The museum has hosted annual madrigal dinners since the 1970s, according to the release. Meals will follow wassail, a hot mulled cider, as well as appetizers. Guests will also be serenaded by St. Maries Musica. Tickets, which include food, beverages, and entertainment, are $95 per person, with a discount for museum members. Proceeds will benefit the museum’s education and research programs.
Also at Historic this December, a holiday craft workshop will be hosted on Saturday, Dec. 7, from 12:30 to 2:30 p.m. Attendees can dip a candle, make a wool angel and be a part of a traditional wassail celebration. Cost is $10, or free for members.
And, on Saturday, Dec. 14, from 10 a.m. to noon, the museum will be hosting an evergreen workshop with fresh evergreens. Cost is $30, or $20 for members. Registration is required for both the craft and evergreen workshops.
For more information on any of the events, or to register, contact the museum at 240-895-4990 or email firstname.lastname@example.org.
Bay District VFD to host winter wonderland
The Bay District Volunteer Fire Department is hosting a Winter Wonderland event on Saturday, Nov. 30, from 5 to 9 p.m., with a Christmas tree lighting at 6 p.m.
The Lexington Park firehouse will have moon bounces, fire truck rides, face painting, crafts and photos with Santa, as well as a “special appearance” by Sparky the Fire Dog.
Shelter to host free Thanksgiving dinner
The Mission in Great Mills will be hosting a community Thanksgiving dinner on Thanksgiving Day, Nov. 28, from noon to 4 p.m. All are welcome, and the event is free of charge. For more information, or to volunteer, contact Karen at 301-863-7334 or email@example.com.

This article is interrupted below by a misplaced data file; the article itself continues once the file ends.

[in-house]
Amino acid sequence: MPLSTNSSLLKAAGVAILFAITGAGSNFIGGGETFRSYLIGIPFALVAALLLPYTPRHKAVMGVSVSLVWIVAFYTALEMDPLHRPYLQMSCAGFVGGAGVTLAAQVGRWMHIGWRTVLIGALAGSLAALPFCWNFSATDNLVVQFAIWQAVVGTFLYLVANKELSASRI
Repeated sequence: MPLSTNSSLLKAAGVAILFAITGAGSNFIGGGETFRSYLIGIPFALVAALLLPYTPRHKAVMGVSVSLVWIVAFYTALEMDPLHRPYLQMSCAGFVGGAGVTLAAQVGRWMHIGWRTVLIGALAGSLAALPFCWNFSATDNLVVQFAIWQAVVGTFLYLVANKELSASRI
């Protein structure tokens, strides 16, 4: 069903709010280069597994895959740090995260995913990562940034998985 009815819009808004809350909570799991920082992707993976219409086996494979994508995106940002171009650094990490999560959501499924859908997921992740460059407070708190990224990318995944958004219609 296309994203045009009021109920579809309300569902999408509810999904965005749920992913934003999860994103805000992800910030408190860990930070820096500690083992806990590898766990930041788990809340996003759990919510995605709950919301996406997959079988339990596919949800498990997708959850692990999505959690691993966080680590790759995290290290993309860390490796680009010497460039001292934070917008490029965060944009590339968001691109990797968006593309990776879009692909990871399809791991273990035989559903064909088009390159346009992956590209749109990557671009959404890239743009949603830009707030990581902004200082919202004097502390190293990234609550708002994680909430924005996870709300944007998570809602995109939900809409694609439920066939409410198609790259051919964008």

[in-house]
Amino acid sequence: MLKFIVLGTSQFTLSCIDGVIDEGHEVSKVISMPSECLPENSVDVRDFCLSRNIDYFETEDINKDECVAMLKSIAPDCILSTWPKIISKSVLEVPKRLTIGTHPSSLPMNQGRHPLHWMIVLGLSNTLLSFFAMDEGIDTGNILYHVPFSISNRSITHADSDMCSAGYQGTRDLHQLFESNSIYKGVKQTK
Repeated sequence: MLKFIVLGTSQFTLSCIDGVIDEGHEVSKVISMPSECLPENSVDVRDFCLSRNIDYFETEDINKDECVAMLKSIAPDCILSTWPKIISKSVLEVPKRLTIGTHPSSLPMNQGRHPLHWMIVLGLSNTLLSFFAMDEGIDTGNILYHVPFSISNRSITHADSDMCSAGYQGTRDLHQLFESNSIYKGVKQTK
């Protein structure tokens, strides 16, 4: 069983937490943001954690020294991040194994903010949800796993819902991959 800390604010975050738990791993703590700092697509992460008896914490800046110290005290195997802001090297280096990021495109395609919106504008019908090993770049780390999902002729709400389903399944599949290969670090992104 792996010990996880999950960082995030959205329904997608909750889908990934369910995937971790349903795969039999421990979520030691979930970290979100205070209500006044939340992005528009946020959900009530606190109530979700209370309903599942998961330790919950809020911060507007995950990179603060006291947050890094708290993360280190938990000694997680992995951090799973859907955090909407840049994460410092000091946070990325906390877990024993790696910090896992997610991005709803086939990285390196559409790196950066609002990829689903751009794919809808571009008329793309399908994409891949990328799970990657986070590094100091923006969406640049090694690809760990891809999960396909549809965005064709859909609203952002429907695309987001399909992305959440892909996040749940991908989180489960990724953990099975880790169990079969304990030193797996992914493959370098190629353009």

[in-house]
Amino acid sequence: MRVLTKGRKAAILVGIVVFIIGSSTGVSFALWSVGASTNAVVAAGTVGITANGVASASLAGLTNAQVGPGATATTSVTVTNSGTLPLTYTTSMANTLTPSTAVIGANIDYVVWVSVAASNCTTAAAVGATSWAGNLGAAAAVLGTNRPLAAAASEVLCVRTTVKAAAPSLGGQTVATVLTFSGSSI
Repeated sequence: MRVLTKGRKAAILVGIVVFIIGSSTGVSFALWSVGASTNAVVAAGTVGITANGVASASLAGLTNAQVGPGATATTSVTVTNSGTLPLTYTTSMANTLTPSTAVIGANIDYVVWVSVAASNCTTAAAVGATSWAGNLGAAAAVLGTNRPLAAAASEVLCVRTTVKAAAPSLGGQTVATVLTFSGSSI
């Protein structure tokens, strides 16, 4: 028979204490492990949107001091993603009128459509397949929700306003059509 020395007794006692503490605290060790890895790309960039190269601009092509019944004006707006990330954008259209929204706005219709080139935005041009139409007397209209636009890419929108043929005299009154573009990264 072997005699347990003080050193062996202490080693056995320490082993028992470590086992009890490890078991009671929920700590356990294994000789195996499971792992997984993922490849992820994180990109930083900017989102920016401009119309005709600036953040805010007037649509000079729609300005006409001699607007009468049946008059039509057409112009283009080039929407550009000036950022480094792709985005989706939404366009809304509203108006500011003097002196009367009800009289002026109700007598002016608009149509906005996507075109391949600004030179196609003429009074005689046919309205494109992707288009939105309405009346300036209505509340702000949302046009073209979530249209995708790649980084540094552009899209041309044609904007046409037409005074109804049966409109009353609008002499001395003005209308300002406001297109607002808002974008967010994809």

Create Christmas cards at downtown art center
Create your own Christmas cards using alcohol inks at a workshop held on Saturday, Nov. 23, from 9:30 a.m. to 1:30 p.m. at the Leonardtown Arts Center on Washington Street. No prior experience needed.
The $50 fee includes all supplies and instructions by teacher Carole Purcell to make six cards; additional cards may be created for an extra supplies fee. To register, email firstname.lastname@example.org. For more, visit www.stmarysartscouncil.com.
DNR says early season deer kill is up over 2018
The Maryland Department of Natural Resources released early season deer and turkey hunt results on Monday, noting that the St. Mary’s deer kill increased 47.4% from last year, compared to a state uptick of 12% between September and October.
According to data released by the DNR, St. Mary’s had the highest increase, followed by Charles County with a 46.9% increase. DNR reported that more favorable hunting conditions this year were responsible for the statewide results.
Sheriff’s office sends seat belt reminder
The St. Mary’s County Sheriff’s Office recently sent out a reminder that the driver and all passengers of a motor vehicle must wear a seat belt or be restrained in a child safety seat.
Children under 8 must ride in a child safety seat, unless the child is over 4-foot-9, according to the agency. Fines for not wearing a seat belt or not securing a child in a safety seat are $83.
Seat belt compliance decreased by about 2% from 2017 to 2018, the release reports.